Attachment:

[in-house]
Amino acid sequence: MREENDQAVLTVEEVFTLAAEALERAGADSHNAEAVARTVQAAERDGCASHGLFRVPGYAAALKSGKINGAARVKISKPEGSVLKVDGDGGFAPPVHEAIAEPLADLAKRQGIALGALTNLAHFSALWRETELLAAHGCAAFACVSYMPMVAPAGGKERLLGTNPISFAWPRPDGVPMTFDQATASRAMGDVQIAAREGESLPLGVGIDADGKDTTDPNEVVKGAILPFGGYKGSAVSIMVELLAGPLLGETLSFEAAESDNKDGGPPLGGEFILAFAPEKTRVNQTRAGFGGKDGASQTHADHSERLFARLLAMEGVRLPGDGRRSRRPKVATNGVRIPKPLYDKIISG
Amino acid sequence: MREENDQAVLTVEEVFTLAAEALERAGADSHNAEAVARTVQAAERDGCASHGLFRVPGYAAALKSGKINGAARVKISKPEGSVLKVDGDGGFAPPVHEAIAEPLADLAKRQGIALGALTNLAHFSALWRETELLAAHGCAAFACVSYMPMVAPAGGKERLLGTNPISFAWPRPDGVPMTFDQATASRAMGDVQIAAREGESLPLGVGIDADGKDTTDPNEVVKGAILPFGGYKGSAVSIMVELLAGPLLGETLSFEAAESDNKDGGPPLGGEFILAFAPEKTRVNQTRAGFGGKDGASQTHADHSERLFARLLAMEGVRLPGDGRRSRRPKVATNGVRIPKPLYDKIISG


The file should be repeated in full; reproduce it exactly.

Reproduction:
[in-house]
Amino acid sequence: MREENDQAVLTVEEVFTLAAEALERAGADSHNAEAVARTVQAAERDGCASHGLFRVPGYAAALKSGKINGAARVKISKPEGSVLKVDGDGGFAPPVHEAIAEPLADLAKRQGIALGALTNLAHFSALWRETELLAAHGCAAFACVSYMPMVAPAGGKERLLGTNPISFAWPRPDGVPMTFDQATASRAMGDVQIAAREGESLPLGVGIDADGKDTTDPNEVVKGAILPFGGYKGSAVSIMVELLAGPLLGETLSFEAAESDNKDGGPPLGGEFILAFAPEKTRVNQTRAGFGGKDGASQTHADHSERLFARLLAMEGVRLPGDGRRSRRPKVATNGVRIPKPLYDKIISG
Amino acid sequence: MREENDQAVLTVEEVFTLAAEALERAGADSHNAEAVARTVQAAERDGCASHGLFRVPGYAAALKSGKINGAARVKISKPEGSVLKVDGDGGFAPPVHEAIAEPLADLAKRQGIALGALTNLAHFSALWRETELLAAHGCAAFACVSYMPMVAPAGGKERLLGTNPISFAWPRPDGVPMTFDQATASRAMGDVQIAAREGESLPLGVGIDADGKDTTDPNEVVKGAILPFGGYKGSAVSIMVELLAGPLLGETLSFEAAESDNKDGGPPLGGEFILAFAPEKTRVNQTRAGFGGKDGASQTHADHSERLFARLLAMEGVRLPGDGRRSRRPKVATNGVRIPKPLYDKIISG